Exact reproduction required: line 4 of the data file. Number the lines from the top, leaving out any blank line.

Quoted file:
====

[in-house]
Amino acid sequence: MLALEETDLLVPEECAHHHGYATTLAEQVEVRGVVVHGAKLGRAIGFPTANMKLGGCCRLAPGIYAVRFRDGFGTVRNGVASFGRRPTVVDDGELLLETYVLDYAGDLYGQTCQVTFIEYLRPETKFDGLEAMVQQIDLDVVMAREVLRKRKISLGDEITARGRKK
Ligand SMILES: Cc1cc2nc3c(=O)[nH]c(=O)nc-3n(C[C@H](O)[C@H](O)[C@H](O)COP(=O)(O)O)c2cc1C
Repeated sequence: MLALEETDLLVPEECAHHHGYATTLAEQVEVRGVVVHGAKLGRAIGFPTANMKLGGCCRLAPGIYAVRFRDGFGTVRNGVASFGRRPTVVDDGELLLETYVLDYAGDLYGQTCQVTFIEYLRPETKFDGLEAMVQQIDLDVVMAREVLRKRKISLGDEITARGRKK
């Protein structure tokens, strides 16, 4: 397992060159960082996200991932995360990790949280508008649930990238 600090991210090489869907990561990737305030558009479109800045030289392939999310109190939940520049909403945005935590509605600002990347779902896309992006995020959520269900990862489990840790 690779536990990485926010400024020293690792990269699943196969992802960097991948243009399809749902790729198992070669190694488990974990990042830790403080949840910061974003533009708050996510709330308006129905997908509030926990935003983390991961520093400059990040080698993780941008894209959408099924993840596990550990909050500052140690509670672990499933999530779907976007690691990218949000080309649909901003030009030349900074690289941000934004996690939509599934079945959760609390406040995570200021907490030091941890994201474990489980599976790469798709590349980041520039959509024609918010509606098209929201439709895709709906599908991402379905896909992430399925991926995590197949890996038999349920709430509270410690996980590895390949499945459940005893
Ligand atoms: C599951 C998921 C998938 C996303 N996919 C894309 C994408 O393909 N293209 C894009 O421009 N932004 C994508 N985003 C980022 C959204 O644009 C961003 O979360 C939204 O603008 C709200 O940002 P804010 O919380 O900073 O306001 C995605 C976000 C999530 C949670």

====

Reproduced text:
Repeated sequence: MLALEETDLLVPEECAHHHGYATTLAEQVEVRGVVVHGAKLGRAIGFPTANMKLGGCCRLAPGIYAVRFRDGFGTVRNGVASFGRRPTVVDDGELLLETYVLDYAGDLYGQTCQVTFIEYLRPETKFDGLEAMVQQIDLDVVMAREVLRKRKISLGDEITARGRKK